Reviewed: “DC Emerging” at VisArts
With the hubbub surrounding the forthcoming (e)merge Art Fair in September, it seems that VisArts in Rockville is trying to capitalize on the hype with their latest exhibition, "DC Emerging: New Urban and Domestic Interpretations." Nestled in a rather small space, the exhibition features five of the area’s emerging artists who supposedly create works inspired by the metropolitan area. But many of the show's pieces could just as easily be inspired by any metropolitan area—whether D.C. or Des Moines. None of the artists or art works gravitate to issues that are singularly related to the D.C. area. In other words, don’t expect anything political.
The show's strength is derived from the works' relationships and how well they play together. Entering the gallery, the most noticeable piece is a sculpture of four cranes suspending rods of various materials above the ground. Knowing that the show features Jessica van Brakle—an artist who has somewhat staked her artistic identity on illustrating industrial cranes—might lead one to think she's moved beyond two-dimensional work. But the sculptures belong to Sean Lundgren, who frequently works with tile, ceramics, and other earthy materials. The suspended rods are made from wood, concrete, aluminum, and steel, and it takes plenty of support to suspend them above the floor. In a sense, Lundgren's piece is as much about gravity as it is a comment on surface, material, or construction.
Van Brakle’s work has evolved in the last year. Though she still incorporates cranes into her paintings, they no longer seem to be forced into design motifs and patterns. Instead they exist as barely perceptible elements within a Rorschach that emphasizes the negative spaces of foliage. Her abstractions play well with the works on paper by Mariah Anne Johnson, who references domesticity in her paintings of patterns and line drawings of stoves and telephones. These references fight to survive on the paper as the artist appears to also negate the forms with brush marks and splotches of paint—like a Rauschenberg, only without the self-reflecting narratives on homosexuality.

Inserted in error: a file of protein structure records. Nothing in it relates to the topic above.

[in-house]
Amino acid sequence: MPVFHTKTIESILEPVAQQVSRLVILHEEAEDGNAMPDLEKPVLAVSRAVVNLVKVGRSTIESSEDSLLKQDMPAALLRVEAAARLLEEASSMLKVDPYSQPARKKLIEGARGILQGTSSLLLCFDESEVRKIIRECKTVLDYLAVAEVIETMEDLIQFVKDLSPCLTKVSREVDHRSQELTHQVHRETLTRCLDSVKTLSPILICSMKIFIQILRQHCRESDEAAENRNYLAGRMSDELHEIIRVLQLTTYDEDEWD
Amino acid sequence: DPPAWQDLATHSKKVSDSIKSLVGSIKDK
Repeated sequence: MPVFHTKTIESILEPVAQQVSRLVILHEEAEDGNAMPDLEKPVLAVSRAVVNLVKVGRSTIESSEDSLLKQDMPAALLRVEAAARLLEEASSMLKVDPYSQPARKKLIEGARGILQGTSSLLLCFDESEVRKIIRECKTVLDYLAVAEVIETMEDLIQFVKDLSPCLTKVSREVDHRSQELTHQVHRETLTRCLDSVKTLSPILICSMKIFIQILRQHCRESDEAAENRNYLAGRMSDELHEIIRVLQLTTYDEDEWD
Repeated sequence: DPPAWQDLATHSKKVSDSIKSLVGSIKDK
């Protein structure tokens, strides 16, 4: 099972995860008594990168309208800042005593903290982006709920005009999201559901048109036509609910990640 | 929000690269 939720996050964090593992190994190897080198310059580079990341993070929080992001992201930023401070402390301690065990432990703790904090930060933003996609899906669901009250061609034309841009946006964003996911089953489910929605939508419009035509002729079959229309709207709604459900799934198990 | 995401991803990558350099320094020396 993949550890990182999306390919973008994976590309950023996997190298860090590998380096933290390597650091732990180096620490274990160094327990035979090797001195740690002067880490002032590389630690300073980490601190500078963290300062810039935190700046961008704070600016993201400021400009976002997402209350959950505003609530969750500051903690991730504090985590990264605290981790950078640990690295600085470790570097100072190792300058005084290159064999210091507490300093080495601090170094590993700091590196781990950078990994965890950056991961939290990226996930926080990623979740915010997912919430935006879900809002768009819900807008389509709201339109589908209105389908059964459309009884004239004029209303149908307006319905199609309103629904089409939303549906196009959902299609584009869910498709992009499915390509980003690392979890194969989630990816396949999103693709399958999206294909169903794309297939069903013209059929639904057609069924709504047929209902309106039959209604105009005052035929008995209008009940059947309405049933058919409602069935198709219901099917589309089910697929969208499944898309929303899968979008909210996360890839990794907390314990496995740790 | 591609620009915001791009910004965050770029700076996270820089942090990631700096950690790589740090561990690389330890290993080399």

Facing Johnson’s work on a pedestal is a sculptural installation by Maggie Gourlay, in which pattern-painted sheets pour out of two faucets. The patterns respond well to the patterns in Johnson’s work, and the placement of the faucets—close to the floor—is an unexpected choice.
The gouache paintings by Mike Dowley are perhaps the weakest works in the exhibition. Seemingly borne of the Jacob Lawrence school of naïve mark-making, his pieces employ patterns—responding well to Johnson and Gourlay's pieces—but most of his paintings possess an element of landscape. Held up to the other artists' contributions, Dowley's would be best displayed on a refrigerator door.
Through Aug. 11 at VisArts, 155 Gibbs St., Rockville. Open Mon-Fri 10 a.m.–5 p.m.